sewing machine?

SEWING MACHINES FOR BEGINNERS (and more advanced students!)


Now, I have lost count of the number of times I have been told "My teacher told me never to adjust the tension" - this is like buying a Mercedes and attempting all journeys in third gear only. All that happens is that your sewing is less pleasing and your patchwork is weakened.
Now here's a typical tension unit

and you can see that there are two discs, like dinner-plates back to back. The thread needs to sit nicely down between these plates in order to be nicely controlled. So, if you look, when you lift the presser foot on your machine, you will see the discs move slightly, as they open up. This allows the thread to nestle. So, Thread with the foot UP - every time.

Then, when you lower the foot, the tension is applied and you are ready to sew. On modern machines the tension unit may be hidden inside, but if you peer, you will see the movement.

Ideally the threads should meet exactly in the middle of your work like so

not like this

If the tension is at all uneven, your seams will be wonky. And the current fashion for pressed-open seams in patchwork makes this even more obvious.
So, if you have little bumps on top of your work, lower the tension on top slightly (towards the lower numbers) and if underneath, make it a little tighter. In all of this, make sure the tension is not so tight that the work puckers..

Now, sometimes you will find you get HUGE loops on one side or the other. If on the bottom, it's a Top Thread Problem - take the thread out completely and redo, paying attention to the bit above about the foot. If on top, the bobbin is probably unthreaded, make sure it has some "pull" on it. If this does not fix the problem, check there is nothing caught in the thread path - sometimes a little bit of thread or fabric caught up in the path will completely discombobulate your machine. Poke it gently with a pin...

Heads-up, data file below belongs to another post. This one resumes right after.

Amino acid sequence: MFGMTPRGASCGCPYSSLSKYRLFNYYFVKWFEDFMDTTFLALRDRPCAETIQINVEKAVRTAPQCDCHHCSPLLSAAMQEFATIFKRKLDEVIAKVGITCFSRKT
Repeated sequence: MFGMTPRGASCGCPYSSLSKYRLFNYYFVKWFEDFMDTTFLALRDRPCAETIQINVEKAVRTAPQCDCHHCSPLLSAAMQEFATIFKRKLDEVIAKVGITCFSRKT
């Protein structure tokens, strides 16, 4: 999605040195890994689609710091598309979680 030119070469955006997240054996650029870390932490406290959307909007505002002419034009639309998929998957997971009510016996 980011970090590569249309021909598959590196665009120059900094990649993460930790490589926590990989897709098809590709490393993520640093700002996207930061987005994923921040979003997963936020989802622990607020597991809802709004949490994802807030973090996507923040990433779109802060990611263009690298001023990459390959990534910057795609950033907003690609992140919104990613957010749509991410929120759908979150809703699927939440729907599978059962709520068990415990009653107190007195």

So, be patient, check every time you rethread. I once had to completely unpick a student's quilt because she had not at any point looked at the back. The top thread was so loose that the stitches pulled right out from one side to the other. easy for me, but what a waste of nice thread, time, and energy..
Happy sewing!

Helen Howes

modern at FOQ17


It is quite hard to generate enough copy to produce a newsletter every month, and I am sure you will be getting bored with seeing the same few names cropping up over and over, but the truth of it is that unless we have contributions from other readers it comes down to the sames old few!

I would welcome input from fellow group members ? photos, words, ideas or questions ? a big part of ModQ is sharing and teaching. Please send anything you would like to share to

Anything you want to share with the MOD-Q group? Contact me on

2018 Alison M
by Alison Mayall
a mayall back
back of Alison's piece - love the quilting!
Ruth Case
by Ruth Case


Looking forward seeing your entries for this year's challenge for all things that fool the eye.

Please send yours to:
Helen Butcher
4, The Raveningham Centre,
Beccles Road, Raveningham, Norfolk
NR14 6NU

NOTE: Please remember the follow challenge rules
Size: 20 x 20 inches including the finished edge (binding or facing)
Sleeve: 4 inch hanging sleeve is essential
Labelling: Please include on the back - Your name, the quilt's title, date, contact email address.

CLICK HERE to read all about it

bloomfield coverlet
The Edwin Mary Bloomfield Coverlet, The Quilters' Guild Collection


Here's something for you to think about! Next year's challenge is a joint challenge throughout all the Specialist Groups of the Quilters' Guild and entrants will have to chance to have their work exhibited at 2019 Festival of Quilts. We are celebrating the 40th anniversary of the Quilters' Guild and are looking for Modern interpretations of a historical quilt from the Guild's collection (please see above).

Here at Modern we will be aiming for our 20 x 20 inch format inspired by the original coverlet, it's history, story, design or construction.

CLICK HERE to go to the Guild Website and read more about the coverlet.